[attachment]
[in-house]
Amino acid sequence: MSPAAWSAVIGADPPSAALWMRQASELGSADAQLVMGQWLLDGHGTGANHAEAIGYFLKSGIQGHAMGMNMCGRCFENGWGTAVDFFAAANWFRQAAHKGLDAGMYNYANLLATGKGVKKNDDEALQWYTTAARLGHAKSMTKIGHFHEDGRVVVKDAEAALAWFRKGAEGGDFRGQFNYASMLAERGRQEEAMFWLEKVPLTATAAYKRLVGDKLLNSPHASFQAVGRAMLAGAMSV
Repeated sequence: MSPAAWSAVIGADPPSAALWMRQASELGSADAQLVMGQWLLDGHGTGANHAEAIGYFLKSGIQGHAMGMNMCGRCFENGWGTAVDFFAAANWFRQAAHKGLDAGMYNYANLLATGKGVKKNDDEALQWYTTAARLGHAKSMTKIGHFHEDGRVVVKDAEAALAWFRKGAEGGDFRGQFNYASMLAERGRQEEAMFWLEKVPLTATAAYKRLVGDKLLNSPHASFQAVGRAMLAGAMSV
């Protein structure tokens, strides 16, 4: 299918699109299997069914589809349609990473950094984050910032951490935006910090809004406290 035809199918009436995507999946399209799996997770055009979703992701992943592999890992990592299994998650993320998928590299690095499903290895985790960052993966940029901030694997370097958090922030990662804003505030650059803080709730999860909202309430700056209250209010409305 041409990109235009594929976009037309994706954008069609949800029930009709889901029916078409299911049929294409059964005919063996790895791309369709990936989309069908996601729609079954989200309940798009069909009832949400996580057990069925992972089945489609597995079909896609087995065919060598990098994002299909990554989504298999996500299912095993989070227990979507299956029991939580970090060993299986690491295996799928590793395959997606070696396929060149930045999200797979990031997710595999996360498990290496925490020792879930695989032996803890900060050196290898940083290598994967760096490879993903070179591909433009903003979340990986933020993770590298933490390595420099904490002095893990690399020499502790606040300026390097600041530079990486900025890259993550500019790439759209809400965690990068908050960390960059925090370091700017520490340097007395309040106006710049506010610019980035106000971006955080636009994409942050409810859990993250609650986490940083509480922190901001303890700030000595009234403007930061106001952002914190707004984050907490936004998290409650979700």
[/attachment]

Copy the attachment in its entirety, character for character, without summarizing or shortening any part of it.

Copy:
[in-house]
Amino acid sequence: MSPAAWSAVIGADPPSAALWMRQASELGSADAQLVMGQWLLDGHGTGANHAEAIGYFLKSGIQGHAMGMNMCGRCFENGWGTAVDFFAAANWFRQAAHKGLDAGMYNYANLLATGKGVKKNDDEALQWYTTAARLGHAKSMTKIGHFHEDGRVVVKDAEAALAWFRKGAEGGDFRGQFNYASMLAERGRQEEAMFWLEKVPLTATAAYKRLVGDKLLNSPHASFQAVGRAMLAGAMSV
Repeated sequence: MSPAAWSAVIGADPPSAALWMRQASELGSADAQLVMGQWLLDGHGTGANHAEAIGYFLKSGIQGHAMGMNMCGRCFENGWGTAVDFFAAANWFRQAAHKGLDAGMYNYANLLATGKGVKKNDDEALQWYTTAARLGHAKSMTKIGHFHEDGRVVVKDAEAALAWFRKGAEGGDFRGQFNYASMLAERGRQEEAMFWLEKVPLTATAAYKRLVGDKLLNSPHASFQAVGRAMLAGAMSV
């Protein structure tokens, strides 16, 4: 299918699109299997069914589809349609990473950094984050910032951490935006910090809004406290 035809199918009436995507999946399209799996997770055009979703992701992943592999890992990592299994998650993320998928590299690095499903290895985790960052993966940029901030694997370097958090922030990662804003505030650059803080709730999860909202309430700056209250209010409305 041409990109235009594929976009037309994706954008069609949800029930009709889901029916078409299911049929294409059964005919063996790895791309369709990936989309069908996601729609079954989200309940798009069909009832949400996580057990069925992972089945489609597995079909896609087995065919060598990098994002299909990554989504298999996500299912095993989070227990979507299956029991939580970090060993299986690491295996799928590793395959997606070696396929060149930045999200797979990031997710595999996360498990290496925490020792879930695989032996803890900060050196290898940083290598994967760096490879993903070179591909433009903003979340990986933020993770590298933490390595420099904490002095893990690399020499502790606040300026390097600041530079990486900025890259993550500019790439759209809400965690990068908050960390960059925090370091700017520490340097007395309040106006710049506010610019980035106000971006955080636009994409942050409810859990993250609650986490940083509480922190901001303890700030000595009234403007930061106001952002914190707004984050907490936004998290409650979700």